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One billion people will become migrants by 2050 if we do not stop deforestation and climate change.

08/03/2019 13:20
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San Miniato, (Pisa) March 8th, 2019 – “If governments continue to delay urgent measures for climate change, by 2050 they will have to confront the migration of one billion people”. This staggering number, part of a study conducted by the Club di Roma, was at the center of the speeches in the second day of sessions of the 15th Greenaccord International Media Forum for the Protection of Nature,  ongoing in San Miniato in Tuscany.

What could become the largest diaspora of the history of humanity is caused by global warming and the extreme climate events it is causing. “These events – explained the senior expert in Sustainable Development and Corporate Social Responsibility Kaarina Rugiero – have tripled since the 80s. Floods, storms, typhoons, draughts and extreme heat waves are not just weather problems. They have in fact had an enormous social impact on mankind too. And it will cause a global emergency of conflicts, famine and epidemics”.

“This is why we must confront the reality of climate change as an immediate existential risk” Jinfeng Zhou, secretary general for the China Biodiversity Conservation and Green Development Foundation explained. “Yet, emissions are currently registering an insufficient decrease for a climatic mitigation action. We must intervene immediately and stop fossil flues. In China we have introduced restrictions for vehicles using fossil fuels while pushing for more renewable energies like wind and solar”.

Throughout the morning of lectures, a clear picture of the conditions of the green areas of the Mediterranean was laid out. “It is a critical area when it comes to monitoring the progression of climate changes” explained professor Scarascia Mugnozza who teaches Forestry ecophysiology at the University of La Tuscia. “30% of the world’s tourism is concentrated around the Mediterranean Sea and it contributes dangerously to the excessive exploitation of the landscape”. This is why forests “represent the most important ecological and green infrastructure in the region, with 25 thousand species and an important reserve of water and soil. Furthermore, these forests can absorb 30% of CO2” and this is why we must preserve and protect them with care, relying on the “bioeconomy that allows a sustainable management of the natural capital of our planet”. But according to a study from FAO, only 15% of the forests grows south of the Mediterranean Sea - and the numbers are dropping compared to the increase of forests in the northern regions.

The South-East Asian forests are also dangerously under pressure. Woro Supartinah, head of communication for the Network for Riau Forest Rescue, presented data on the green lungs of Inonesia. “The peatlands, who cover more than 20 million hectares of land in Indonesia, are some of the largest in the world and hold a fundamental ecological responsibility because they are precious reserves of carbon. Indonesia conserves 57% of the gigatons of carbon below its forests” the environmentalist explained.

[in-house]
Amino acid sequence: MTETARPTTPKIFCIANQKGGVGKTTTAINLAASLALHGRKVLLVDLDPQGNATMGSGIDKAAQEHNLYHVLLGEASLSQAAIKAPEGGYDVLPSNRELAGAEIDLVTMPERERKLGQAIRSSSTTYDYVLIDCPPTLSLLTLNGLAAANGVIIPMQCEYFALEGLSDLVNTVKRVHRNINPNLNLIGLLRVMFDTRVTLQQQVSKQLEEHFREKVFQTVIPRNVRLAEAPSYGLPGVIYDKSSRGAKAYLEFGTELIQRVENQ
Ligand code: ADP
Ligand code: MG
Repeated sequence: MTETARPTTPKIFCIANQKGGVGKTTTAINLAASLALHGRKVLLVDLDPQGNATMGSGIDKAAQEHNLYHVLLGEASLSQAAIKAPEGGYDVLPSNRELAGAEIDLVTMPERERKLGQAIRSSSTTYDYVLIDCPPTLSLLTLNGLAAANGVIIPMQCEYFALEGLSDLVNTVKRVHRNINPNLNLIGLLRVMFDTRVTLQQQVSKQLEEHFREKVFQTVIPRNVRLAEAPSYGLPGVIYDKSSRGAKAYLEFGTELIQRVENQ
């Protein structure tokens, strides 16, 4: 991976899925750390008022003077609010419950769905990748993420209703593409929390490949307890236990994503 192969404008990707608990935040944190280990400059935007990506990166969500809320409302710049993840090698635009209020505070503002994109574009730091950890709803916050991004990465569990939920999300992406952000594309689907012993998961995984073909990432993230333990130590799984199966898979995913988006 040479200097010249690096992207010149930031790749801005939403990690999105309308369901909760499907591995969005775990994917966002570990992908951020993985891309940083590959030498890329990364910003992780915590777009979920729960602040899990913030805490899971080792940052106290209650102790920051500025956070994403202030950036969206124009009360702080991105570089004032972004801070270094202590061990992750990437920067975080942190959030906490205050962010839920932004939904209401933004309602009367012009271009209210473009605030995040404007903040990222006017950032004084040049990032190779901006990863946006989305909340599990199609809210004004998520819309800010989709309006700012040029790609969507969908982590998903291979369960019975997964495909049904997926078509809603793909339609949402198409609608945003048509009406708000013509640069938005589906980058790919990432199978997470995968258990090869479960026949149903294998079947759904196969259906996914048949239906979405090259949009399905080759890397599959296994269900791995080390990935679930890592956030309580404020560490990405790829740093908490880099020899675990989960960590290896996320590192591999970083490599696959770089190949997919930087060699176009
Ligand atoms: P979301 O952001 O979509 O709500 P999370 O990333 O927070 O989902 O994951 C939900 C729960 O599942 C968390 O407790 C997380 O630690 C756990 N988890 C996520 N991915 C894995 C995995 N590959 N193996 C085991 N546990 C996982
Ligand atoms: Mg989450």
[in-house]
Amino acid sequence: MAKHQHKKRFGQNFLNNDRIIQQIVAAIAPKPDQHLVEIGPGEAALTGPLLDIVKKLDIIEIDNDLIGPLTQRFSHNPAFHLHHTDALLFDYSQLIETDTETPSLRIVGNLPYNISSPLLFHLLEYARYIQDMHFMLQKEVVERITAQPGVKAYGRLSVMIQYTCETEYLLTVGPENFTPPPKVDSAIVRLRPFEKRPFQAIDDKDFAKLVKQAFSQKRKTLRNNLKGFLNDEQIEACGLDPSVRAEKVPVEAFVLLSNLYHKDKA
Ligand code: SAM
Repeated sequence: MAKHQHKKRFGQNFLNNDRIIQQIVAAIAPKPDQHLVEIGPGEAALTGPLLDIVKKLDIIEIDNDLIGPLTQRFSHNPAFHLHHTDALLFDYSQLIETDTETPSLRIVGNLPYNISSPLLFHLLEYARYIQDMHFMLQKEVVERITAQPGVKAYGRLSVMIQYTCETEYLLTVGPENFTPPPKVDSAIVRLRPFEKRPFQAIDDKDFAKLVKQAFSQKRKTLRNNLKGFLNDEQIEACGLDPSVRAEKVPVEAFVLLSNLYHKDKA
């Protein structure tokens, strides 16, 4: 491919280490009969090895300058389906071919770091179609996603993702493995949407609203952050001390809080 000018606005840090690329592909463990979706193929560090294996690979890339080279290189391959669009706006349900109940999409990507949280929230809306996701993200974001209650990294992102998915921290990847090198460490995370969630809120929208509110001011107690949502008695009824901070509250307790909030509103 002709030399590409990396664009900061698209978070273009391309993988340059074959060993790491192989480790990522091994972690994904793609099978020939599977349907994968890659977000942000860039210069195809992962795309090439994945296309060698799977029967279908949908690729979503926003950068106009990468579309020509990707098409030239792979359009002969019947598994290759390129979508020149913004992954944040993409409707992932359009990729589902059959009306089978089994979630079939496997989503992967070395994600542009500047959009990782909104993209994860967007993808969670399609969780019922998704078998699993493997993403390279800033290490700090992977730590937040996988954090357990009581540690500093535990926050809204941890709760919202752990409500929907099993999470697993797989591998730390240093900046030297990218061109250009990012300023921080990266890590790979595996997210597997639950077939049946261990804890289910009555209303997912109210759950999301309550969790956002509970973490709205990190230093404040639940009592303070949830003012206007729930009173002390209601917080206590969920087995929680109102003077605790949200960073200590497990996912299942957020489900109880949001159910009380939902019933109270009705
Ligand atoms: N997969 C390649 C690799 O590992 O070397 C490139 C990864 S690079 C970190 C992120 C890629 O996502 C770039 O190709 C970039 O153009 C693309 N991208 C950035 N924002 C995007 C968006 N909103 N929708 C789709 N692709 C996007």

African territories might be in worse condition, starting with Kenya where deforestation advances side by side with the “dramatic poverty conditions which especially affect women” – said Teresa Muthoni Maina Gitonga, of the International Tree foundation. “Kenya is the country with the lowest percentage of forests in Africa, only 7.2% of the territory is covered by trees and more than 80% of the territory is in desertification. For this reason, the International Tree Foundation is carrying out an ambitious project of planting 20 million trees in the Kenyan forests”.

Often, the protection of the forestry patrimony is a difficult and complex endeavor because of the lack of proper legislations. It is the case in Russia where “the laws make our work very complicated and environmental NGOs are not well regarded” said Andrey Laletin, president of the Friends of the Siberian Forests. “In Siberia we have another of Earh’s green lungs – he told the journalists attending – and forests occupy 515 million hectares, 40% of the whole territory, and give shelter to 20 indigenous populations. All of these forests grow on the permafrost: the increasing forest accidents have allowed methane gas to melt, a gas which is 30 times more dangerous compared to CO2”.

Inverting the tendency is a hard but necessary endeavor at every latitude. The contribution of the industrial sector is more than ever crucial. The most forward-thinking businesses have taken new paths, in the attempt to also erase the mistakes of the past. “Sustainability and profits must find a meeting point” Valeria Bracciale from the Innovation & Sustainability department of Enel told the attendees of the Forum. “Our C.E.O. is hard at work to integrate our businesses more and more with the proteciton of the landscape and its natural patrimony. To succeed we must work with the local communities for the safeguard of the biodiversity”.